Comment


                      #11
                      Hi Roo and welcome to the forum;

                      I take longer to process things, guess it takes a couple of seconds to move my head and then I have to make sure I am not going to chock by swallowing sometimes which could take a minute. I also have to think about breathing, these are all things that just happen normally in normal people. I have to use brain power to sort these out and other things as well. Also not being able to do much or write notes, I forget things. Normal people just do it or make a note.

                      Your mum can be tested for the most likely Mnd genes, to see if see has any of the known ones that could be passed on.

                      Love Terry
                      Last edited by Terry; 6 June 2019, 15:14.
                      TB once said that "The forum is still the best source for friendship and information."

                      It will only remain so if new people post and keep us updated on things that work or don't work and tips.

                      Please post on old threads that are of use so that others see them and feel free to start new subjects and threads.

                      Comment


                        #12
                        Hi Roo,

                        Sorry to hear your mum gets little help from the hospice.

                        Following on from Barry's post: The next time the MND Nurse / specialist visits her at home, a cognitive, behavioral and executive function evaluation can be done - it's not as daunting as it sounds!! Your mum will do some memory tests, language skills and answer some questions.

                        It will be good to know if she is struggling because of changes in executive and cognitive function caused by the ALS/MND or as a consequence of its symptoms such as poor breathing which can cause confusion, or sheer fatigue.

                        Re Parkinson's and ALS/MND: There are links between the two diseases on a molecular level and cetain genes, such as SOD1, are involved in both PD & ALS, but I don't think thee research has gone so far as to prove a direct genetic link.
                        Certainly there are people who are unfortunate enough to be diagnosed with both PD & ALS/MND (including a past Forum member) Given that your mum's doctor isn't interested, IDK if her brother would want to pursue the genetic theory??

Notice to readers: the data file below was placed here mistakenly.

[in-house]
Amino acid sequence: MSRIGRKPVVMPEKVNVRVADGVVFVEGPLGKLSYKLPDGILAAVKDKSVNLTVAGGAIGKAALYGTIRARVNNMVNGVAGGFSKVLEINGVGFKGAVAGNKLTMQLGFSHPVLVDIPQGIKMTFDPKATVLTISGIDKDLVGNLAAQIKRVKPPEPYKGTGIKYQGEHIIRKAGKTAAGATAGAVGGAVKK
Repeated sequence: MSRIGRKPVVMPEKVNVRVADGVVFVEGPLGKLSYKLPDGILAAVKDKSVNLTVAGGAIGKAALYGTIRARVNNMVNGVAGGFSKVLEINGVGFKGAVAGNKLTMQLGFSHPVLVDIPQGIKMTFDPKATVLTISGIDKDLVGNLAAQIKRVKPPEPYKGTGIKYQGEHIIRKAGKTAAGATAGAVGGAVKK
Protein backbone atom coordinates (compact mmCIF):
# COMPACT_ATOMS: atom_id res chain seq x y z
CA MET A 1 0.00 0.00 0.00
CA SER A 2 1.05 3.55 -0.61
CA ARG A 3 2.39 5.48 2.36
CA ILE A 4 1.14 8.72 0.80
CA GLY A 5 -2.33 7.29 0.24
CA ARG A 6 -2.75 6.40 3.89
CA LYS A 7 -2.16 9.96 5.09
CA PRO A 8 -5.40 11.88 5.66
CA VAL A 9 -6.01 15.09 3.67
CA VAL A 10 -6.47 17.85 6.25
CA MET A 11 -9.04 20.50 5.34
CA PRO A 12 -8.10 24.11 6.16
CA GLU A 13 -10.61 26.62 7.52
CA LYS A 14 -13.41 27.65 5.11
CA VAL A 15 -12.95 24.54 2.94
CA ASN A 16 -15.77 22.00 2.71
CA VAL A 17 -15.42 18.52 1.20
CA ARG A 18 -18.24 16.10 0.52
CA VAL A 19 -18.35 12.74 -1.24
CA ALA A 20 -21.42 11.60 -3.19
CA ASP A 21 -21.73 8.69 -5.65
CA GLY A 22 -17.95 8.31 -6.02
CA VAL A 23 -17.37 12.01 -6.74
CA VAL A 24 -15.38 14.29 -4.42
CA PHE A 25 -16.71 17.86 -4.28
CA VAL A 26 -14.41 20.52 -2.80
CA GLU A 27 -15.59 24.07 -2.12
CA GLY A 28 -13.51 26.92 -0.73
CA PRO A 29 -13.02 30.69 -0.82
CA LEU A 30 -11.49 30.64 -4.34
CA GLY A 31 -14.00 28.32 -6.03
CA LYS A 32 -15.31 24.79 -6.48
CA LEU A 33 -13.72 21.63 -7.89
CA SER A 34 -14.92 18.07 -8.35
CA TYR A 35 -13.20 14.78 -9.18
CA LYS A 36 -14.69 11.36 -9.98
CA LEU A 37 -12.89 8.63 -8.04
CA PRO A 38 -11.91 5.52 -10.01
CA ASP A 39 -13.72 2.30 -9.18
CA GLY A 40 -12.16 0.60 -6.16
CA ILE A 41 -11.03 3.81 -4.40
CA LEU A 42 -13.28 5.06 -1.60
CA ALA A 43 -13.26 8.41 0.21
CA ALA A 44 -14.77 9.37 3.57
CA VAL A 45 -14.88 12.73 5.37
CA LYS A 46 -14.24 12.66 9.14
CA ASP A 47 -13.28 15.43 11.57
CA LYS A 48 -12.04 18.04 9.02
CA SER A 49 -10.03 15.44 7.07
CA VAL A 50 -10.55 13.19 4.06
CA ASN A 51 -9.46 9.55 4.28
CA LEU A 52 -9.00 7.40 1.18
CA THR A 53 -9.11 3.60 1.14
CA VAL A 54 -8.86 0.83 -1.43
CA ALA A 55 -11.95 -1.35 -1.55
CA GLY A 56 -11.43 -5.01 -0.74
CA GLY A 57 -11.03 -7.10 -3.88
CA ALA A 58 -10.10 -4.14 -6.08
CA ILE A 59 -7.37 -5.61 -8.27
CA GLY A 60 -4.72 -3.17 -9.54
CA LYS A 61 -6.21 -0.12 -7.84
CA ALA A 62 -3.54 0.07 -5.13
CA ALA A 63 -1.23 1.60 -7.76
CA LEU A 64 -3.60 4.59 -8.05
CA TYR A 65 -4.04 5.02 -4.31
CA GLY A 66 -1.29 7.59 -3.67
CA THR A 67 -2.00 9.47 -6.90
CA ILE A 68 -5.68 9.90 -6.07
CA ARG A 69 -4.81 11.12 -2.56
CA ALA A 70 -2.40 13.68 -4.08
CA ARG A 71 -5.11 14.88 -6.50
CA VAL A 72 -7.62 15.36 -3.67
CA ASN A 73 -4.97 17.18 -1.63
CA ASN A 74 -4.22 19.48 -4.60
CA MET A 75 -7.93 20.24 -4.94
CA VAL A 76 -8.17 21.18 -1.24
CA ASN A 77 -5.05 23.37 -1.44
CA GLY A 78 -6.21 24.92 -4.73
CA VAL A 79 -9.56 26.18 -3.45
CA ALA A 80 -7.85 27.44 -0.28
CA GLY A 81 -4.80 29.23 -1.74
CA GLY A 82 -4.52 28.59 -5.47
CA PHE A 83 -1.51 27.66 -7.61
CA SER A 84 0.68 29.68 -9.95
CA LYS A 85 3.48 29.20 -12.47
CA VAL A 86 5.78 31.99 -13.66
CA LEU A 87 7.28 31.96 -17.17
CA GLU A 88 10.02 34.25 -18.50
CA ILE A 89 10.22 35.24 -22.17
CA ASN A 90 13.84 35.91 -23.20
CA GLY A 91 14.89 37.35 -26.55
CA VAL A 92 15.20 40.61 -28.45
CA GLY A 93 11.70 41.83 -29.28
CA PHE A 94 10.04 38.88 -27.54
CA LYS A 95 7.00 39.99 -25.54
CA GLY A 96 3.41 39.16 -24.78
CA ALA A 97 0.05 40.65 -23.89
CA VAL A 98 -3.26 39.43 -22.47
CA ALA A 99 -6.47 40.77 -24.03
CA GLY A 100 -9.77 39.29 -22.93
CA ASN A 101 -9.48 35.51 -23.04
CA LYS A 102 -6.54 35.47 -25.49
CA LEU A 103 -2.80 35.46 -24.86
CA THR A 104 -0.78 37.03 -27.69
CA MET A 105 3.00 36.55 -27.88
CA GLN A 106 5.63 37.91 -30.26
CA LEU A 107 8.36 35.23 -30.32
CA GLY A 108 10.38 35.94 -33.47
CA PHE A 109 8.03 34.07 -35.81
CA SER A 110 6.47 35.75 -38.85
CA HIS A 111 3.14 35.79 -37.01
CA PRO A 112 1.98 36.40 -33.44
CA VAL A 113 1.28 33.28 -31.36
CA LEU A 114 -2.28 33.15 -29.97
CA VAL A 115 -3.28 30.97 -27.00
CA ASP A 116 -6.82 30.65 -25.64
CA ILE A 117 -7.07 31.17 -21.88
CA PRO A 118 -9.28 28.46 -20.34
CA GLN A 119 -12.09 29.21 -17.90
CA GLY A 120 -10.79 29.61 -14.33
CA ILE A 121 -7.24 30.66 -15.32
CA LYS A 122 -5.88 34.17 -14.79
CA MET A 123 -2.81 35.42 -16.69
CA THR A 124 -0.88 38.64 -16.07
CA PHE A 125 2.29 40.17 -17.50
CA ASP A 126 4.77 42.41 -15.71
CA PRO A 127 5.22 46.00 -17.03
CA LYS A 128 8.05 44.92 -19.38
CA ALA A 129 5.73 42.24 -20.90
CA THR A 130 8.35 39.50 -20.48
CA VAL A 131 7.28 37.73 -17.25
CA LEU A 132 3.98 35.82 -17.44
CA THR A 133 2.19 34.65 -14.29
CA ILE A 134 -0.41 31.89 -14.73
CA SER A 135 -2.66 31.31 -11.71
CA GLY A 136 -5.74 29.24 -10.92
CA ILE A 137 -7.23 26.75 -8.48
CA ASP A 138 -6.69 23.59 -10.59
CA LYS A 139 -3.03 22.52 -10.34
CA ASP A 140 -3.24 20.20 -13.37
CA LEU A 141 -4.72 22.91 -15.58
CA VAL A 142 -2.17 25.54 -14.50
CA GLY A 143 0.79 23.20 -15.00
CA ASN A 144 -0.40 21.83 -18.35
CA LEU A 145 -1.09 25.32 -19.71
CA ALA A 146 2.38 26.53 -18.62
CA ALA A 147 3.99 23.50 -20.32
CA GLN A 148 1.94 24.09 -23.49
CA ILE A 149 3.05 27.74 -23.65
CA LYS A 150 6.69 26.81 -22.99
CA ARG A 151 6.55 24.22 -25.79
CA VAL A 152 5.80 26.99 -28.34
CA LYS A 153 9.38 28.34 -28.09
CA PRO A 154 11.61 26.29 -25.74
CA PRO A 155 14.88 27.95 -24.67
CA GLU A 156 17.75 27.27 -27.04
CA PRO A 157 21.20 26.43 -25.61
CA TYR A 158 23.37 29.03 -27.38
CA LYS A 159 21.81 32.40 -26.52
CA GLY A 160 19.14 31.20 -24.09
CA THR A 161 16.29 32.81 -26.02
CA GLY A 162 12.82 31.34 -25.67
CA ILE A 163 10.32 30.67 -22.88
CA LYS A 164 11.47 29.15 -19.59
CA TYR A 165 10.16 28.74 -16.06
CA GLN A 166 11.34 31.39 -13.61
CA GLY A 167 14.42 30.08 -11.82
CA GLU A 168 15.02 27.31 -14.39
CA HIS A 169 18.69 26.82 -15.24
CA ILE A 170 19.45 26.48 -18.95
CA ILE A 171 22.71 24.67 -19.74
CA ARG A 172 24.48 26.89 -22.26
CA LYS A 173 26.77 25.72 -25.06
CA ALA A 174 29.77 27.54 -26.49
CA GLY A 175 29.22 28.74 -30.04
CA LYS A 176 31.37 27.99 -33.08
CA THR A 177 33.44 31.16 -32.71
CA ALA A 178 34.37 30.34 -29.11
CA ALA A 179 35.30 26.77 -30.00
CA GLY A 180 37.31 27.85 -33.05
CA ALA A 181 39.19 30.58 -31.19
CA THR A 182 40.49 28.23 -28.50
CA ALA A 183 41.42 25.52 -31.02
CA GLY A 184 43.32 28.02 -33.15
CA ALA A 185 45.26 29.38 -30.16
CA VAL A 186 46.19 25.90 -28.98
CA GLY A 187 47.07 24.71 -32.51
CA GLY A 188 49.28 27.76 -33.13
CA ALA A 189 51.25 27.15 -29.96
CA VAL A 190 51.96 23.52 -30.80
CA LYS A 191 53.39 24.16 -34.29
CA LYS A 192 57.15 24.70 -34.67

Re liquid baclofen: I used it for a while and the stuff was so thick and sticky that we had a few syringe -> feeding tube explosions which spewed the suspension far and wide and was a nightmare to clean up We reverted back to crushing tablets!!

                        Hope you're doing OK yourself?

                        Love Ellie.
                        ​Diagnosed 03/2007. Sporadic Definite ALS/MND Limb Onset.
                        Eye gaze user - No working limbs - No speech - Feeding tube - Overnight NIV.

                        Comment


                          #13
                          Thanks for all of your words of wisdom, it really does help!

                          Ellie - with regards to Baclofen, mum was given what the GP prescribed as liquid Baclofen and it was a thick treacle like substance that stood no real chance of going through the PEG no matter how much we watered it down, mixed it etc. Mum stood more chance of hypernatremia with all the water (lol) but when we mentioned this to the MND specialist he said that the thick stuff was a cheaper version and she now has the actual liquid Baclofen and that goes through no problem! (Worth exploring if you were better on Baclofen). The problem we are having now is with liquid lansoprazole (mum has GAVE syndrome also (aka watermelon stomach) as the liquid version of this has little balls in that I assume is a slow release - and these get stuck on the PEG - anyone else on liquid lansoprazole and has this problem? Or any suggestions?

                          Xxx

                          Comment

                          Working...
                          X